10 facts about Estonia
‘After 7 centuries of German, Danish, Swedish, Polish and Russian rule, Estonia attained independence in 1918. Forcefully annexed into the USSR in 1940, it re-gained independence in 1991 through its Singing Revolution , a non-violent revolution that overthrew an initially violent occupation.
Since the last Russian troops left in 1994, Estonia moved to promote economic and political ties with Western Europe. It is now one of the more-prosperous former communist states, enjoying a high-tech environment, an open and liberal economy and a transparent government system.’ /wikitravel/
There are considerably more women in Estonia than men. There are only 84 men for every 100 women, which means that Estonia is the second place in the world has has such a low percentage of men. Estonia is only surpassed by a small American community in the Pacific Ocean. Women also live on average 10 years longer than men, which can be the reason for the statistics. Funnily enough, Estonia is the top nation per capita for the number of international fashion models.
Estonians are known for two relatively bizarre sports – kiiking and wife-carrying, which we consider to be worthy of the Olympic Games, but others may question it. ‘Kiiking involves fastening yourself to an enormous standing steal swing (kiik means swing in Estonian) which has a full 360 degrees of rotation to it. To swing a kiiker the contestant must pump by squatting and standing up on the swing. The swing gains momentum taking the person in full circle by his skillful pumping.’ /source/
Although wife-carrying was first introduced in Finland, the winning method has been invented by Estonians is thus called ‘Estonian-style’ (the wife hangs upside-down with her legs around the husband’s shoulders, holding onto his waist). The idea is to carry your female teammate through obstacles and the winner is who does it the fastest. Who is interested – you can read more from here.
We are one of the most sparsely populated countries in Europe – an average of 29 people per square kilometer. Only Iceland, Finland, Norway and Sweden ‘beat’ us with it. Considering our size, 45,200 km2, the other countries similar in size are 135 per km2 in Denmark (43,000 km2), 416 in the Netherlands (41,500 km2) and 111 in Slovakia (49,000 km2).
We were the first country in the world to vote online, starting already in 2005.
We are one of the least religious countries in Europe and the world. Surveys have shown that only 16% of Estonians consider themselves religious, compared to, for example, 27% in the UK or 65% in the Americans. It’s not that we don’t believe in anything, but historically we tend to show more faith in nature and we worship our special places and traditions connected to forest, trees etc.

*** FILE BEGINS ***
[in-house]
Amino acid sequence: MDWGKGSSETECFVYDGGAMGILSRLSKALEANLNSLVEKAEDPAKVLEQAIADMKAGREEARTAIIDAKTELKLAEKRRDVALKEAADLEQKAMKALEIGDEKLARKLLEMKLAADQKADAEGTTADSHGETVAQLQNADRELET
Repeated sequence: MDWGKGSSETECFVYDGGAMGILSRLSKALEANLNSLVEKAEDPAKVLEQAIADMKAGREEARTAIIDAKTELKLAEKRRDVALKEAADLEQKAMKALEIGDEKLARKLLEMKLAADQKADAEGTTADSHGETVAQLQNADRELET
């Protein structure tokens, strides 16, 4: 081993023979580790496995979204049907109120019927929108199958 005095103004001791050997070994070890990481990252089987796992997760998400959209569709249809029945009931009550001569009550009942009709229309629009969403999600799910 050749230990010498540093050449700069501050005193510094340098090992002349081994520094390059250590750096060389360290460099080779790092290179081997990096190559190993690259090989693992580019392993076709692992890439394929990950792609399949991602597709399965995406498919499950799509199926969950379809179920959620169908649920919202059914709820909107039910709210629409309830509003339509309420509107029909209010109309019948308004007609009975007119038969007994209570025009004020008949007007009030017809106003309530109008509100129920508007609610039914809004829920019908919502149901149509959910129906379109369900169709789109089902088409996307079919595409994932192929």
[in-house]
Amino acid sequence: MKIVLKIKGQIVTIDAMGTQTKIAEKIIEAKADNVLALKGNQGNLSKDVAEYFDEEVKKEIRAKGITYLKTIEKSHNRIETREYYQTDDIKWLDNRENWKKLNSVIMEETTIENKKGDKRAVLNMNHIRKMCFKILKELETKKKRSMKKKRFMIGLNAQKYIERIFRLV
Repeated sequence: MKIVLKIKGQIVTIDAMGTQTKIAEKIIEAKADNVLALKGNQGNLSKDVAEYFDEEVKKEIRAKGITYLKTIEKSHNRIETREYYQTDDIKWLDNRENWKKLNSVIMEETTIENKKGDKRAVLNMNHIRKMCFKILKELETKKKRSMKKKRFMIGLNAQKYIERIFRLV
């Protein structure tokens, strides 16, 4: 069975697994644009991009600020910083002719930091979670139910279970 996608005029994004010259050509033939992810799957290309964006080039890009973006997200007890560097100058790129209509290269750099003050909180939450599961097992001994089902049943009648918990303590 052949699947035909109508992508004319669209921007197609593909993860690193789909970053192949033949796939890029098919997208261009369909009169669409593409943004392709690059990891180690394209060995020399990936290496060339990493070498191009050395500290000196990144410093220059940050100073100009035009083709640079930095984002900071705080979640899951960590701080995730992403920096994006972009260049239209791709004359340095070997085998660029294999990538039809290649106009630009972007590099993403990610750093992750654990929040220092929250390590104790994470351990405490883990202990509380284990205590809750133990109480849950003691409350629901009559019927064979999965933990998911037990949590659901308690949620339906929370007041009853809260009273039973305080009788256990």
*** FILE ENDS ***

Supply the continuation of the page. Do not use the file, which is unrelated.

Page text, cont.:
Estonia is a place where you can enjoy one of the cleanest air in the world. This is largely due to the small population and over half of our country’s territory is covered with forests, thus also being one of the greenest countries in Europe. Estonia is a good place to come to unwind and hike the several trails leading through forests and bogs, set around hundreds of lakes and over numerous rivers.
Speaking of the latest news about rescuing wolves, we are one of the countries in Europe where wolves live freely in nature. We have about 200 individuals divided into 20-25 herds. From our closest neighbours Finland has around 100, Latvia 600, Lithuania 300-400, Sweden 300, Norway 70 wolves. Wolves are mainly extinct in half of the Western Europe.
Tallinn’s Old Town is one of the best preserved medieval cities in Northern Europe and certainly is the top tourist attraction for Estonia. In 2018, Lonely Planet named it one of the best value destination and the place to visit in 2018.
In Estonia, production of craft beers have become immensely popular and the selection is growing by the year. So, when visiting Estonia, finding something interesting for a sauna should not be a problem. Although Estonia is also known to its immediate neighbours for producing quality vodka.
Estonia has the highest number of meteorite craters per land area in the world. The most famous of them is Kaali crater in Saaremaa. Speaking of the islands, they are special in their culture and traditions, being a good reason to rent a car and drive outside Tallinn’s Old Town to catch a ferry to another world filled with smoked fish and junipers.
So, this is my little selection of facts about Estonia. The lack of pictures are due to the fact that I try to use as much of my own pictures as possible, but I left my most precious belonging – hard drive, to Belgium, so I’m stuck with the pictures that I had on my computer.